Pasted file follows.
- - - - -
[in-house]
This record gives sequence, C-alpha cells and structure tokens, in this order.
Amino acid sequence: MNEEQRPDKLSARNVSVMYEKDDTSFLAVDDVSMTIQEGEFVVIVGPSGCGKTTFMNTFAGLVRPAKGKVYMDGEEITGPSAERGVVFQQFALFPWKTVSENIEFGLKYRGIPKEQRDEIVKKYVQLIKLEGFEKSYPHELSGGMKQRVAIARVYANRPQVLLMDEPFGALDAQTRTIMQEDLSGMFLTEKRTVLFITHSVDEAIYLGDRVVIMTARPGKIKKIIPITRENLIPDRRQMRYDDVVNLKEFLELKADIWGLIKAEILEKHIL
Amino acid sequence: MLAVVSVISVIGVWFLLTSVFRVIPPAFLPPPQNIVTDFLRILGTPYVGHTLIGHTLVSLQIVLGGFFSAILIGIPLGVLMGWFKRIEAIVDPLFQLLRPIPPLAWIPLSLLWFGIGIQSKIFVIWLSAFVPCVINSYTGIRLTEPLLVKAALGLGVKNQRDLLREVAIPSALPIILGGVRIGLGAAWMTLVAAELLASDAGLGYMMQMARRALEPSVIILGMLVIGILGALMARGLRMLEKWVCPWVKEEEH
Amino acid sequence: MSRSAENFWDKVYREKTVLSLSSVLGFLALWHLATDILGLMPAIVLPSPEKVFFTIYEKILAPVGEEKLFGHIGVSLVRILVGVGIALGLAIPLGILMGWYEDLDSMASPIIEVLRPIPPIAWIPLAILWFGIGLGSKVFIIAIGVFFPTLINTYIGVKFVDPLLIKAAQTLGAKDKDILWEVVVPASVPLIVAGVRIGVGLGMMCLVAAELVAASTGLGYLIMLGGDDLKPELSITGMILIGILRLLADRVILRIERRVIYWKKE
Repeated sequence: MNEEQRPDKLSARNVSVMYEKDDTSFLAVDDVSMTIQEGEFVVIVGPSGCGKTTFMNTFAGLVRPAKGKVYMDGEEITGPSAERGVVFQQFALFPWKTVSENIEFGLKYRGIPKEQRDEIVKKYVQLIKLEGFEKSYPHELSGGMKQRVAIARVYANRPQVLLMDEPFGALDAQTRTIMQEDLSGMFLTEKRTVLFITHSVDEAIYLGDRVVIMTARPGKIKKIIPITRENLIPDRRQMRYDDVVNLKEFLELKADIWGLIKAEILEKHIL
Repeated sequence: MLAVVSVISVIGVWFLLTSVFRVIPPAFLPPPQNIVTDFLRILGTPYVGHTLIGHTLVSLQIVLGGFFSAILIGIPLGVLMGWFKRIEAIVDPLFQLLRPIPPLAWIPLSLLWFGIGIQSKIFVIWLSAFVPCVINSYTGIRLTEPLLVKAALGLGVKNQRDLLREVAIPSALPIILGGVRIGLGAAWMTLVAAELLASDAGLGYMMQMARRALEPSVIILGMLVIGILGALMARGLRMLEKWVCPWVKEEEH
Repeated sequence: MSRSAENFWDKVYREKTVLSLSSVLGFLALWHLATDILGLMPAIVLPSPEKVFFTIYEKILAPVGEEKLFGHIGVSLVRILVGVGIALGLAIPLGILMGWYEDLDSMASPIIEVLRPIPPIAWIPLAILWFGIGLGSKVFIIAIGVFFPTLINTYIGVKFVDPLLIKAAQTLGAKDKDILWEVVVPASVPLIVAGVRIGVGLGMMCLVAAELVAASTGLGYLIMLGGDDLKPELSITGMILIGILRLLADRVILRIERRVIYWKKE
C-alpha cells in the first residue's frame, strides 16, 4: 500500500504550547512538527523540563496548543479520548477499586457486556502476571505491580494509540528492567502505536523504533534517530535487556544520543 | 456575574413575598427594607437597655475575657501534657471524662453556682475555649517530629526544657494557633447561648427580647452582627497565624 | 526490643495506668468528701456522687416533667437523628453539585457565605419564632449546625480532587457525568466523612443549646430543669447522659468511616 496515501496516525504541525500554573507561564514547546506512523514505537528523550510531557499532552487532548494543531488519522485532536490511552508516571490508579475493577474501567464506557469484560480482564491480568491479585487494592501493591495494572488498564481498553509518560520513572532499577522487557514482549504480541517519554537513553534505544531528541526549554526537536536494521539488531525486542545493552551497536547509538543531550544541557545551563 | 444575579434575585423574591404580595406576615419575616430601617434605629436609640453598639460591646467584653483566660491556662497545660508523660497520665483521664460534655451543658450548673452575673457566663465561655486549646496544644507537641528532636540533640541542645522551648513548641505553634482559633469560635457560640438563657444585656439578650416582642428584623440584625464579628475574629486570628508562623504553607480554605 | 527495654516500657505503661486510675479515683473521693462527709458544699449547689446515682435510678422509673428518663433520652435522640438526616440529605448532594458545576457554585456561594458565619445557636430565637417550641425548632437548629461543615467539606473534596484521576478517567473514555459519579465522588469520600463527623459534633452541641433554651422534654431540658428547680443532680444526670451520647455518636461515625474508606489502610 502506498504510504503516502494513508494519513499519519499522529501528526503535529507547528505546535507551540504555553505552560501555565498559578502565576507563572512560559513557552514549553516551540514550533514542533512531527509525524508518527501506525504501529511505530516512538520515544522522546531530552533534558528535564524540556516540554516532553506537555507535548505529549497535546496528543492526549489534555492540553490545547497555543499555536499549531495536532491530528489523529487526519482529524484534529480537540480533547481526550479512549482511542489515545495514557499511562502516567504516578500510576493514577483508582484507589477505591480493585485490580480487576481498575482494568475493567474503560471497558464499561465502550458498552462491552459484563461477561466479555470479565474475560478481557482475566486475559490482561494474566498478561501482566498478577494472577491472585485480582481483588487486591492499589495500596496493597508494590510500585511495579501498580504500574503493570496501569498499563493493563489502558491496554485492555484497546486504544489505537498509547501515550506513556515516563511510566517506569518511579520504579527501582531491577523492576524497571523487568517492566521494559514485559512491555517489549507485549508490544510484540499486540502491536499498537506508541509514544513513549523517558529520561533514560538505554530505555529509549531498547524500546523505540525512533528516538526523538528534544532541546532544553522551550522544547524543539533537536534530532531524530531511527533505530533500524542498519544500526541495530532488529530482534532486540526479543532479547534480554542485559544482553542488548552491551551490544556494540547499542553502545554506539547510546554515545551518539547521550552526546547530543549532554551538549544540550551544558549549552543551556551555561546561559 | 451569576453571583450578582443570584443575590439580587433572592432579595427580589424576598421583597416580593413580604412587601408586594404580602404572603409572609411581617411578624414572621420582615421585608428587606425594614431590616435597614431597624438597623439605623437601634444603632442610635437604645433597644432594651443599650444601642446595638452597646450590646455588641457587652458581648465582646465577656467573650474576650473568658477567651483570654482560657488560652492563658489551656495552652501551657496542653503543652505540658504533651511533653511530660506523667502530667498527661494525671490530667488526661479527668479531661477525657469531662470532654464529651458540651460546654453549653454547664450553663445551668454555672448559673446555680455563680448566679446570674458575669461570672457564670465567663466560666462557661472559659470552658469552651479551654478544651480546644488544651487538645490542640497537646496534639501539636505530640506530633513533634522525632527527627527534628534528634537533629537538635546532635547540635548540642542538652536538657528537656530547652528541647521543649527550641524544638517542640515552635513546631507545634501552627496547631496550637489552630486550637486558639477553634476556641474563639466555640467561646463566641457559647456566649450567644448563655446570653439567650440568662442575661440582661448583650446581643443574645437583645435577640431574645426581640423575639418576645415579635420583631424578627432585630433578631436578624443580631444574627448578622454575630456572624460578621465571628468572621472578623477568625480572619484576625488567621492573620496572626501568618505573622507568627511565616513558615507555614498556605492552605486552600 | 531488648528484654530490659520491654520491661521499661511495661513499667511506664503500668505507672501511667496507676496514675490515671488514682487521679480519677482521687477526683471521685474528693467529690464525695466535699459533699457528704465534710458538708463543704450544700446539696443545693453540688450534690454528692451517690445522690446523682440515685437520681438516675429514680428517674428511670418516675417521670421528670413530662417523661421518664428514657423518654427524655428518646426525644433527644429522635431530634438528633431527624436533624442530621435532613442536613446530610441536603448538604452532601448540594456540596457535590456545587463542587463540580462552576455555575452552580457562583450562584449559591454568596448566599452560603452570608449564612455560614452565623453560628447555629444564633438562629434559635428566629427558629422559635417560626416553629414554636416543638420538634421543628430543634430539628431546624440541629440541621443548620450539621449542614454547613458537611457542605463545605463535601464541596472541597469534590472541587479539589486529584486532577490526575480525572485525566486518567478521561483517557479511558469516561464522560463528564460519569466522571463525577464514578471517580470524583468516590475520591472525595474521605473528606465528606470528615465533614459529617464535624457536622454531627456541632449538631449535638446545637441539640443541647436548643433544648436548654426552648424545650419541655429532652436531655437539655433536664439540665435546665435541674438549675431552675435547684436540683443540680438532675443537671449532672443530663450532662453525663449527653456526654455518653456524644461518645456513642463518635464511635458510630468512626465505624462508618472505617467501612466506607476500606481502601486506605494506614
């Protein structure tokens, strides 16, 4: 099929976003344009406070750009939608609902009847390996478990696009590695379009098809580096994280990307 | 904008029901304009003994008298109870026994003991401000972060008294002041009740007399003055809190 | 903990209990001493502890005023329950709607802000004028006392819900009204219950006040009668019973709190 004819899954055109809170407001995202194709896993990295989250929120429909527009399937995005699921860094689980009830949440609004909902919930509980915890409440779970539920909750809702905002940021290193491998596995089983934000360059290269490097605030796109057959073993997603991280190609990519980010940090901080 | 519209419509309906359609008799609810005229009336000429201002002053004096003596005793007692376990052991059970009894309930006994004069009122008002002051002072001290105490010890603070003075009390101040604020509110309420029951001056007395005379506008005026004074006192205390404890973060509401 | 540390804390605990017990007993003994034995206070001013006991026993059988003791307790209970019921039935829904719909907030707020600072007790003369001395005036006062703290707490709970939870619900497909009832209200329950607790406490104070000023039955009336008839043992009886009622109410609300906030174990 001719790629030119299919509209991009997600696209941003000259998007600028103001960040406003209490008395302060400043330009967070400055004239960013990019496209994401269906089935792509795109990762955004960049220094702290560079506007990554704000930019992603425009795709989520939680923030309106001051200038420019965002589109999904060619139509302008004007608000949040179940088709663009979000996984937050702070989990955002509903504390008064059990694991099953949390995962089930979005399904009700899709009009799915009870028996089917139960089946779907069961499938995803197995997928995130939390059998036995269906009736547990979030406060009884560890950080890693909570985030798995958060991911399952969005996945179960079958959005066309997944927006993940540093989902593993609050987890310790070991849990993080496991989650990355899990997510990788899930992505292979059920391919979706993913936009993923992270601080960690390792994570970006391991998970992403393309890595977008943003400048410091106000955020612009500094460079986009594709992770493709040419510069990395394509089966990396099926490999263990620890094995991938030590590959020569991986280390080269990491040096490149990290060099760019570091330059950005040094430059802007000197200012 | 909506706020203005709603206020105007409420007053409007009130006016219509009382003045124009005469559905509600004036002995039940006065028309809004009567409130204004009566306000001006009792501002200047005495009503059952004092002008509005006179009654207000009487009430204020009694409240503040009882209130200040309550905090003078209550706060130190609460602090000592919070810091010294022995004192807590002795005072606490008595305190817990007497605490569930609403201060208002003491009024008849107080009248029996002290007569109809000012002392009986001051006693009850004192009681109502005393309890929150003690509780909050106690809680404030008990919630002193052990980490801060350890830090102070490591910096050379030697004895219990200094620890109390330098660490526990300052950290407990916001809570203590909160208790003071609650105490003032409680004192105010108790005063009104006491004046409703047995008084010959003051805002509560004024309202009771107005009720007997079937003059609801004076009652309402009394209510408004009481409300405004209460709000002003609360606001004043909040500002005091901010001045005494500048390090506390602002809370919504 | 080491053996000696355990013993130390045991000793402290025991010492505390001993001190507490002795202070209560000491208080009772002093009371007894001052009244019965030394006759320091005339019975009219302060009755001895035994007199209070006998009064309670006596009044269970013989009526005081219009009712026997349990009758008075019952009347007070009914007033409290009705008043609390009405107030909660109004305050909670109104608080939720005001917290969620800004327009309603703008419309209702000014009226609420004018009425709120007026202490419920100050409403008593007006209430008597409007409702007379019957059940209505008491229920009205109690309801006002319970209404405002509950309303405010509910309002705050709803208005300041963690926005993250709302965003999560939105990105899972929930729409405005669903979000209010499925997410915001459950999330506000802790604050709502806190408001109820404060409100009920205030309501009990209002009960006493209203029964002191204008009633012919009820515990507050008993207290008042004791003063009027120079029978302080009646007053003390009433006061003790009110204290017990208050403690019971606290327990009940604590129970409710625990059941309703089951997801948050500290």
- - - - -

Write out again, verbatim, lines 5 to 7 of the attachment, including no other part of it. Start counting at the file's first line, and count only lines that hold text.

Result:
Amino acid sequence: MSRSAENFWDKVYREKTVLSLSSVLGFLALWHLATDILGLMPAIVLPSPEKVFFTIYEKILAPVGEEKLFGHIGVSLVRILVGVGIALGLAIPLGILMGWYEDLDSMASPIIEVLRPIPPIAWIPLAILWFGIGLGSKVFIIAIGVFFPTLINTYIGVKFVDPLLIKAAQTLGAKDKDILWEVVVPASVPLIVAGVRIGVGLGMMCLVAAELVAASTGLGYLIMLGGDDLKPELSITGMILIGILRLLADRVILRIERRVIYWKKE
Repeated sequence: MNEEQRPDKLSARNVSVMYEKDDTSFLAVDDVSMTIQEGEFVVIVGPSGCGKTTFMNTFAGLVRPAKGKVYMDGEEITGPSAERGVVFQQFALFPWKTVSENIEFGLKYRGIPKEQRDEIVKKYVQLIKLEGFEKSYPHELSGGMKQRVAIARVYANRPQVLLMDEPFGALDAQTRTIMQEDLSGMFLTEKRTVLFITHSVDEAIYLGDRVVIMTARPGKIKKIIPITRENLIPDRRQMRYDDVVNLKEFLELKADIWGLIKAEILEKHIL
Repeated sequence: MLAVVSVISVIGVWFLLTSVFRVIPPAFLPPPQNIVTDFLRILGTPYVGHTLIGHTLVSLQIVLGGFFSAILIGIPLGVLMGWFKRIEAIVDPLFQLLRPIPPLAWIPLSLLWFGIGIQSKIFVIWLSAFVPCVINSYTGIRLTEPLLVKAALGLGVKNQRDLLREVAIPSALPIILGGVRIGLGAAWMTLVAAELLASDAGLGYMMQMARRALEPSVIILGMLVIGILGALMARGLRMLEKWVCPWVKEEEH